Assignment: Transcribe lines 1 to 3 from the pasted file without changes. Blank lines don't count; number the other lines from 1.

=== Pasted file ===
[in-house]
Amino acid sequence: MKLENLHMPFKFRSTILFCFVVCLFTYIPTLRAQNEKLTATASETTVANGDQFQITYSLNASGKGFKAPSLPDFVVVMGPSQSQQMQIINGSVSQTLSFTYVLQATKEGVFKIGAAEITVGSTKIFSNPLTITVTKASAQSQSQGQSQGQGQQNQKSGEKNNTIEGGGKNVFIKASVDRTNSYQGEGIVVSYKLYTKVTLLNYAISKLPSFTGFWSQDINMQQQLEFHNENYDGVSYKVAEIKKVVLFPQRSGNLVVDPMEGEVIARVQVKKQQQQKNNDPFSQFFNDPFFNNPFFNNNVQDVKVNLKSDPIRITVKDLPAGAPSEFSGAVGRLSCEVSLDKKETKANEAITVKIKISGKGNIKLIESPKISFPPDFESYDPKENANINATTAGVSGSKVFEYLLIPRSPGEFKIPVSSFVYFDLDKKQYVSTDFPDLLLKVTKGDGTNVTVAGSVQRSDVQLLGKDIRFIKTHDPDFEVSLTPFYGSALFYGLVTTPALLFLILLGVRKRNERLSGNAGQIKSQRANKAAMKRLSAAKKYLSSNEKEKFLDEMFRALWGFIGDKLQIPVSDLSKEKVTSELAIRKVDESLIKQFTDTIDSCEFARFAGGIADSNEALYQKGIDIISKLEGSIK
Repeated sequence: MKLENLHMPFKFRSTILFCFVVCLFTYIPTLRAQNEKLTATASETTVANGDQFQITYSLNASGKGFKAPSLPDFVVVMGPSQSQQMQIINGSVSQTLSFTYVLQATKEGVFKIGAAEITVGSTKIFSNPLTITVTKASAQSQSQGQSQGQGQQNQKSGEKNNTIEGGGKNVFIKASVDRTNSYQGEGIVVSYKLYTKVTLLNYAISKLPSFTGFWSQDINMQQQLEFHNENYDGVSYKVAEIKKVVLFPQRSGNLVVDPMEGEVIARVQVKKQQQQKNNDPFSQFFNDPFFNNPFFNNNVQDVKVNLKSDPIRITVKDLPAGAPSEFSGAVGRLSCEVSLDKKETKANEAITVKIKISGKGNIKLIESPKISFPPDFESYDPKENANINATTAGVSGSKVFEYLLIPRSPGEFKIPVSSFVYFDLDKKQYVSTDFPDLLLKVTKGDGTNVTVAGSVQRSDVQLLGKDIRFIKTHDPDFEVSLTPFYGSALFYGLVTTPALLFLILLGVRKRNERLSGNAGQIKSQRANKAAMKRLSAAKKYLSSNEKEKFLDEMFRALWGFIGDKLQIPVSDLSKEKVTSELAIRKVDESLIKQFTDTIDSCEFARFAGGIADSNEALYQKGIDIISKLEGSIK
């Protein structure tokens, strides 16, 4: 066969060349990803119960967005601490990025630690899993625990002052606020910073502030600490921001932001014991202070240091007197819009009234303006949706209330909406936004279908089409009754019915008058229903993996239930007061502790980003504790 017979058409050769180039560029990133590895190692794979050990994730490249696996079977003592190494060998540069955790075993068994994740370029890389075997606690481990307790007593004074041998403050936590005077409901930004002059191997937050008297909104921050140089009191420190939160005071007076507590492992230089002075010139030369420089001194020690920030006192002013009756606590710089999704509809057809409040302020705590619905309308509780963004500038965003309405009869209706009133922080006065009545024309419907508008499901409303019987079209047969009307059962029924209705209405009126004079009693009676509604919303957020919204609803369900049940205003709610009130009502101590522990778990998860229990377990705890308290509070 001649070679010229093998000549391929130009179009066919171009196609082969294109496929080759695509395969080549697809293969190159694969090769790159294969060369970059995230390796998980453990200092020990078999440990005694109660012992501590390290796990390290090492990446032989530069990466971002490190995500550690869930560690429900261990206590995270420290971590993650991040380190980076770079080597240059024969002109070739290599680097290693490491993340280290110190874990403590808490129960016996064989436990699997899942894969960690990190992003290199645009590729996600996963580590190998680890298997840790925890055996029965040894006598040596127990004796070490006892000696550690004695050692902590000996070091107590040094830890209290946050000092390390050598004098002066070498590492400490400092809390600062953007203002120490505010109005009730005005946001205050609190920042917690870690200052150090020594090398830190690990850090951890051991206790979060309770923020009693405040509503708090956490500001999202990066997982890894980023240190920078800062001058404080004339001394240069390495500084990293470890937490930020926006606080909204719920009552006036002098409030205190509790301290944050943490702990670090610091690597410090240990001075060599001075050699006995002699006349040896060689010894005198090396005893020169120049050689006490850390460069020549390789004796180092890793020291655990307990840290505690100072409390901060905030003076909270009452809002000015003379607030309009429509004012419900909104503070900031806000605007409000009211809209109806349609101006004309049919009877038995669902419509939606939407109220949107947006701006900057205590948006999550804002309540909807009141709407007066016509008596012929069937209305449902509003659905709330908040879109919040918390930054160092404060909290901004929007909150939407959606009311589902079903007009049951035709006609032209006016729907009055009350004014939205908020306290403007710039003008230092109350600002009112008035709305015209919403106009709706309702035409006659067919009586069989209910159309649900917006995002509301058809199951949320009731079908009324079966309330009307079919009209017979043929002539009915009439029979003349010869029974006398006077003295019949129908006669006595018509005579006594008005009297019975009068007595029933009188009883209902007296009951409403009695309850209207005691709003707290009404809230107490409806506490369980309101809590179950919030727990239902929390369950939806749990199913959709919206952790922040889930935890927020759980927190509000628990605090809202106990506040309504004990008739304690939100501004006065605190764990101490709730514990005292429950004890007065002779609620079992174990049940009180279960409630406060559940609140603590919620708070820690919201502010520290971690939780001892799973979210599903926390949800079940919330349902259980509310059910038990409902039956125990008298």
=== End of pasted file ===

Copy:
[in-house]
Amino acid sequence: MKLENLHMPFKFRSTILFCFVVCLFTYIPTLRAQNEKLTATASETTVANGDQFQITYSLNASGKGFKAPSLPDFVVVMGPSQSQQMQIINGSVSQTLSFTYVLQATKEGVFKIGAAEITVGSTKIFSNPLTITVTKASAQSQSQGQSQGQGQQNQKSGEKNNTIEGGGKNVFIKASVDRTNSYQGEGIVVSYKLYTKVTLLNYAISKLPSFTGFWSQDINMQQQLEFHNENYDGVSYKVAEIKKVVLFPQRSGNLVVDPMEGEVIARVQVKKQQQQKNNDPFSQFFNDPFFNNPFFNNNVQDVKVNLKSDPIRITVKDLPAGAPSEFSGAVGRLSCEVSLDKKETKANEAITVKIKISGKGNIKLIESPKISFPPDFESYDPKENANINATTAGVSGSKVFEYLLIPRSPGEFKIPVSSFVYFDLDKKQYVSTDFPDLLLKVTKGDGTNVTVAGSVQRSDVQLLGKDIRFIKTHDPDFEVSLTPFYGSALFYGLVTTPALLFLILLGVRKRNERLSGNAGQIKSQRANKAAMKRLSAAKKYLSSNEKEKFLDEMFRALWGFIGDKLQIPVSDLSKEKVTSELAIRKVDESLIKQFTDTIDSCEFARFAGGIADSNEALYQKGIDIISKLEGSIK
Repeated sequence: MKLENLHMPFKFRSTILFCFVVCLFTYIPTLRAQNEKLTATASETTVANGDQFQITYSLNASGKGFKAPSLPDFVVVMGPSQSQQMQIINGSVSQTLSFTYVLQATKEGVFKIGAAEITVGSTKIFSNPLTITVTKASAQSQSQGQSQGQGQQNQKSGEKNNTIEGGGKNVFIKASVDRTNSYQGEGIVVSYKLYTKVTLLNYAISKLPSFTGFWSQDINMQQQLEFHNENYDGVSYKVAEIKKVVLFPQRSGNLVVDPMEGEVIARVQVKKQQQQKNNDPFSQFFNDPFFNNPFFNNNVQDVKVNLKSDPIRITVKDLPAGAPSEFSGAVGRLSCEVSLDKKETKANEAITVKIKISGKGNIKLIESPKISFPPDFESYDPKENANINATTAGVSGSKVFEYLLIPRSPGEFKIPVSSFVYFDLDKKQYVSTDFPDLLLKVTKGDGTNVTVAGSVQRSDVQLLGKDIRFIKTHDPDFEVSLTPFYGSALFYGLVTTPALLFLILLGVRKRNERLSGNAGQIKSQRANKAAMKRLSAAKKYLSSNEKEKFLDEMFRALWGFIGDKLQIPVSDLSKEKVTSELAIRKVDESLIKQFTDTIDSCEFARFAGGIADSNEALYQKGIDIISKLEGSIK